How to Hack Christmas Lights for Custom Holiday Lighting Patterns
General Electric isn't known for their Christmas lights, but maybe they should be, because their GE Color Effects are pretty awesome. Especially the LED Color Effects G-35 String sets. And especially when someone named Darco hacks them.
Darco, whose real name is Robert Sun Quattlebaum, reverse-engineered (i.e. hacked) his set of 50 lights to show his own lighting pattern. And for all of you planning to decorate your house with holiday lighting, this is the only true way to have a unique display.
Here's what Darco has to say about his hacked Christmas lights:
This string contains fifty "bulbs". Each bulb contains a red, green, and blue LED—allowing for any color to be produced. The biggest drawback is how you control them: there are 14 pre-set "programs" that you can select, and they are all pretty lame. However, with a little reverse engineering and an Arduino (or any other microcontroller) they can be made into the coolest Christmas lights on the block. If you buy several strings, you could easily make a large 2D LED array. The possibilities are endless. At $59.99USD for a string (A tad over $1 per node), these things are a steal for what you can do with them.
I wanted to share my efforts so that other people can give this a try. At the end of the post I have a link to the code I'm now using to drive my Christmas lights. Feel free to use it for your own hacking endeavors.
So far I've reverse engineered both the radio protocol and the protocol used on the LED data bus. Of the two, the LED data bus protocol is by far the most interesting. So, that's where I'll start…
There are three wires connecting all of the "bulbs" in the string: +5V, Data, and Ground, respectively. The wire isn't really marked for polarity, but the order I mention is from looking at the wire going into the first bulb from the controller box with the bulb facing up. I've labeled the wires in the following photo:
Each bulb has an address numbering from zero to fourty-nine, with bulb zero being the bulb closest to the control box.
The protocol on the data line is simple and self-clocked. Here are the low-level details:
- Idle bus state: Low
- Start Bit: High for 10µSeconds
- 0 Bit: Low for 10µSeconds, High for 20µSeconds
- 1 Bit: Low for 20µSeconds, High for 10µSeconds
- Minimum quiet-time between frames: 30µSeconds
Each frame is 26 bits long and has the following format:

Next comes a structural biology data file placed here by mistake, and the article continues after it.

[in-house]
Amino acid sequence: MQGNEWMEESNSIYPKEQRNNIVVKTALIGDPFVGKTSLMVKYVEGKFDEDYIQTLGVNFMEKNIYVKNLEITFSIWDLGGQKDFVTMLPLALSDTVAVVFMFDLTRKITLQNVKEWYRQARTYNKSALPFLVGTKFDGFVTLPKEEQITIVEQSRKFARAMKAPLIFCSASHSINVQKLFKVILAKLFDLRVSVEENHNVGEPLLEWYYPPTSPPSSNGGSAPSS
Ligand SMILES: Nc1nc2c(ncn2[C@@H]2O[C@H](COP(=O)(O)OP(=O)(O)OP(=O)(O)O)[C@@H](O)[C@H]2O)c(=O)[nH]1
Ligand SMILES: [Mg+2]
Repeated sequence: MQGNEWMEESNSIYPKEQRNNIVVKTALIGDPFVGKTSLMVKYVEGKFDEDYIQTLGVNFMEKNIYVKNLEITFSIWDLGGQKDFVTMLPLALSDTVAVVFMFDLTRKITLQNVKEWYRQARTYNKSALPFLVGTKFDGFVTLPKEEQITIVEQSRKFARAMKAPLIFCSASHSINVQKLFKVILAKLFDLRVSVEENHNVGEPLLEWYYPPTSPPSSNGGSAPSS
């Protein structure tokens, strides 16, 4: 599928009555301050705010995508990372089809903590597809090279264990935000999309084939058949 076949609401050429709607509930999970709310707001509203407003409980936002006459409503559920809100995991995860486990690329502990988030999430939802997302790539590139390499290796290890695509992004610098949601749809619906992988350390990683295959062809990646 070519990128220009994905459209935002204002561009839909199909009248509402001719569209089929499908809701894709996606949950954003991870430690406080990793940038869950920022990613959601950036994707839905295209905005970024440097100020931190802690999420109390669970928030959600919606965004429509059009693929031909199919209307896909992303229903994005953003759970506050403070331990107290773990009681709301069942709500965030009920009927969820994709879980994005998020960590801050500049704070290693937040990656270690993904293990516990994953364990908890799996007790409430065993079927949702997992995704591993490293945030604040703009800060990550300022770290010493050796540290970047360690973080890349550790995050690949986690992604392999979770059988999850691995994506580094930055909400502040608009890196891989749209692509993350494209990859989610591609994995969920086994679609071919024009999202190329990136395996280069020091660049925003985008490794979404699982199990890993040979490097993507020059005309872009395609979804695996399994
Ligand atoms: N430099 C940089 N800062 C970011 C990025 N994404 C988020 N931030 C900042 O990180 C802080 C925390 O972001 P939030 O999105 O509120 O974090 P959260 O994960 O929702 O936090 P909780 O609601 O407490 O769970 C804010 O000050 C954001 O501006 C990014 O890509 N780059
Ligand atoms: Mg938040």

- Start bit
- 6-Bit Bulb Address, MSB first
- 8-Bit Brightness, MSB first
- 4-Bit Blue, MSB first
- 4-Bit Green, MSB first
- 4-Bit Red, MSB first
From this we can see that we have a color depth of 12 bits. Not terribly great, but this should still be plenty for our purposes. What is interesting is the Brightness field. This field acts a bit like a multiplier and enables smooth fade-ins and fade-outs.
Bulb address 63 can be thought of as the "broadcast" bulb, except that it only changes the brightness level—the color fields are ignored. Bulb addresses 50-62 are ignored under normal circumstances.
Each frame takes 820 µSeconds to transmit. Since there are 50 bulbs, that means that takes a minimum of 41 milliseconds to individually update every bulb. This gives us a maximum refresh rate of slightly more than 24Hz. Not bad.
It turns out that the data line is not a continuous wire of copper thru the whole string. Each bulb contains a microcontroller with two data lines: one is an input, and one is an output.
When the string first powers up, all bulbs are in the "enumerate" state. When in this state, the first command received is used to tell the bulb what its address is. Once the address is set, all subsequent commands are forwarded to the next bulb. This process continues until all bulbs are enumerated and have an address.
Normally, you would want to perform some sort of power-on enumeration which would give each lamp it's own address—but this isn't the only option. The enumeration step allows you to assign any address to any bulb you want—including giving several bulbs the same address. By giving several bulbs the same address, you can control several bulbs with a single command.
There may possibly be a way to force all bulbs back into the enumeration state without power cycling. If this turns out to be possible I'll update this page with the details.
Go to Darco's original post, which has details on bus snooping observations, bugs in the bulbs, notes about voltage, opening the control unit, remote control and software needed.